The Hyades Star Cluster is the closest cluster to the solar system containing myriads of stars some of which can be observed with the unaided eye. It is located at a distance of 150 light-years away from us. The four brightest stars Gamma Tauri, Delta 1 Tauri, Epsilon Tauri, and Theta Taur makes a V shape known as the head of the Bull, Tauru where Epsilon Tauri is the eye. Epsilon Tauri is familiar with its planetary satellite which is exceptional in Ursa Major Moving Group. However, the brightest star in the V is Aldebaran.
Quick Guide to Observe the Hyades Star
The Hyades star cluster can be found in the western sky from January to April. Make sure you use a star map; it will be quite helpful. The constellations of Taurus the Bull, the Pleiades, and Orion’s Belt can all be used to locate it. From March to June, around 10 o’clock in the evening, is the optimum time to see the Big Dipper. A fragmented Hyades Star Cluster is visible. Make use of a broad field of view to allow the telescope to hold the largest possible portion. 8-10 inch telescopes are necessary to see The Hyades Star Cluster.
How to find the Hyades Star Cluster?
There are three ways to find Hyades Star Cluster:
By using Orion’s Belt
- Look for the three blue-white stars of Orion’s belt in the constellation Orion the hunter.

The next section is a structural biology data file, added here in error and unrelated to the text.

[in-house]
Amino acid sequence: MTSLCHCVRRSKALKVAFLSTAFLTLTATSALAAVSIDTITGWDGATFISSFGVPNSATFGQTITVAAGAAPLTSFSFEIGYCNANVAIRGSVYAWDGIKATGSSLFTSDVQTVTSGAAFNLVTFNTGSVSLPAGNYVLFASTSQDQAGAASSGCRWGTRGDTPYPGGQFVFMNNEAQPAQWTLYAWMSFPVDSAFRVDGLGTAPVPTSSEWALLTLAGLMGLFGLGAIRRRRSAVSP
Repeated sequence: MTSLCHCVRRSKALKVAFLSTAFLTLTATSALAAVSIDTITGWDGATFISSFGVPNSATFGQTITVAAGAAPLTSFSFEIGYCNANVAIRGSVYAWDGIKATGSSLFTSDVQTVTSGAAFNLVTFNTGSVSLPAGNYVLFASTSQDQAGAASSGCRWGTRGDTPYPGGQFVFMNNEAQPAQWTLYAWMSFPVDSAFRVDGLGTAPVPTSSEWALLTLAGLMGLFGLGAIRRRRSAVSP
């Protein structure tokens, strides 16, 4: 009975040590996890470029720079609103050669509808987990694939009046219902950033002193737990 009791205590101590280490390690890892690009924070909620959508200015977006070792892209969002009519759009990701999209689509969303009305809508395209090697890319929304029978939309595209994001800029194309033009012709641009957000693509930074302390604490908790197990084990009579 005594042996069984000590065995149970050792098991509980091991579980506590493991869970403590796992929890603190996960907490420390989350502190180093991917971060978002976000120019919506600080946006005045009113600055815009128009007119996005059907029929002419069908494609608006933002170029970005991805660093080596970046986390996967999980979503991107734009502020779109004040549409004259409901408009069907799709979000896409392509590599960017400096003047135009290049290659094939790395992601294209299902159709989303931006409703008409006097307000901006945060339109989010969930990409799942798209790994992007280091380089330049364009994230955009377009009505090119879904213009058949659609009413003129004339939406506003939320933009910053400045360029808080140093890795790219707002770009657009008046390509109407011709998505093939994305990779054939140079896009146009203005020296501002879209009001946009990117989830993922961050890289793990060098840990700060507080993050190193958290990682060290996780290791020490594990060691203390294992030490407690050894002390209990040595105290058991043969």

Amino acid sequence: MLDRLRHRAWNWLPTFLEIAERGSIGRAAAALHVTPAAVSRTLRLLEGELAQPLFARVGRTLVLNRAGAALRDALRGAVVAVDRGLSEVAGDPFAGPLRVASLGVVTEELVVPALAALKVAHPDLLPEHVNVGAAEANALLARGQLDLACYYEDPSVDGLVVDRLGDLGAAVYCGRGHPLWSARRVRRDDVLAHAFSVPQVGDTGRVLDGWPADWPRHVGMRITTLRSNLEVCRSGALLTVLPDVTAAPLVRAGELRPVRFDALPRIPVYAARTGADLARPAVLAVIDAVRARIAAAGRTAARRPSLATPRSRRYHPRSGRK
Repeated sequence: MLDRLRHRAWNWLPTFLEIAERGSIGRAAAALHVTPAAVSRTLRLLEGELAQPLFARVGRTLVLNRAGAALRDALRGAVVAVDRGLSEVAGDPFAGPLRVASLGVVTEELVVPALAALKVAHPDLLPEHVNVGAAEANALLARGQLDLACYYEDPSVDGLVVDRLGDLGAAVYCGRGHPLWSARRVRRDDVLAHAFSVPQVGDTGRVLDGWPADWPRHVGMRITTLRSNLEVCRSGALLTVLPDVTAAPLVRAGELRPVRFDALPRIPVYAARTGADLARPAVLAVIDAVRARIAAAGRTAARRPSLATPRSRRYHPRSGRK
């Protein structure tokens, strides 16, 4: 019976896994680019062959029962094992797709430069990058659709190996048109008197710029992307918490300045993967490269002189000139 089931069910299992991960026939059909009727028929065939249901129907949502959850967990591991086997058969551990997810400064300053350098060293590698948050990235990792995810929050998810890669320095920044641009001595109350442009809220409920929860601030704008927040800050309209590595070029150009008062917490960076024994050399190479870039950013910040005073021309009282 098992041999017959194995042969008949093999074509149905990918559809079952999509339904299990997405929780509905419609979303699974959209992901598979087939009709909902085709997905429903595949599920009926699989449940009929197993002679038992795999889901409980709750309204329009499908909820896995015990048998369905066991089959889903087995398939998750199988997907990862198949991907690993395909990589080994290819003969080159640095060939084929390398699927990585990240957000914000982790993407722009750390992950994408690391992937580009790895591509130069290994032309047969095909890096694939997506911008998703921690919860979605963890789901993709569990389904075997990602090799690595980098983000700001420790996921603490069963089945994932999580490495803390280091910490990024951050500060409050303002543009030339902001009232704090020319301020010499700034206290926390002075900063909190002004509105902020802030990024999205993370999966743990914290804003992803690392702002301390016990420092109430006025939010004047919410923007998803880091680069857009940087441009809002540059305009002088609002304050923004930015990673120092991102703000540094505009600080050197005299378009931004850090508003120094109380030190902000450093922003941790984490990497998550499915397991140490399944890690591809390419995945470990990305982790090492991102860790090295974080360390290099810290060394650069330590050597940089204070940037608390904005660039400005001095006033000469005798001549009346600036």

- Draw a line westward through the belt stars to the reddish bright star Aldebaran, the Bull’s fiery red eye. Aldebaran is not a real member of the Hyades Star Cluster, but it is used to find the Hyades as they are only about 65 light-years distant.
By using the Pleiades
- Look for the bright star cluster Pleiades. The Hyades is located very close to the Pleiades.
By using the constellation Taurus the Bull
- Spot the constellation Taurus the Bull from the star chart. Point to the center of the constellation. The Hyades star cluster is located just near the center.
What is the best time to observe the Hyades Star Cluster?
You can look for the Hyades star cluster in the western sky in January and February whenever the night falls. By March and April, it progresses towards the western edge. The shape of this cluster is like the alphabet ‘V’ and Aldebaran is its brightest star. This unique shape made it very easy to identify. From the Northern Hemisphere, you can see the Hyades from around January to April in the evening sky.
Tip to observe the Hyades Star Cluster in the best way.
- The Hyades Star Cluster is scattered. Use as wide a field of view as possible so that the most portion can fit in the telescope.
What can you see in the Hyades Star Cluster with a telescope?
- The Hyades, mostly known as Melotte 25 is a popular celestial site mostly due to Greek mythology. According to Greek mythology, the Hyades were credited with receiving a place in the sky for nursing Zeus’ son Dionysus.
- Theta- 2 Tauri is the brightest star in the Hyades with a magnitude of + 3.4.
- Aldebaran (Alpha Tauri) is an orange star that makes the team with Theta- 2 Tauri. However, it is not a member of The Hyades star cluster.
- The Seven sisters, also known as the Pleiades star cluster is also located in the constellation Taurus.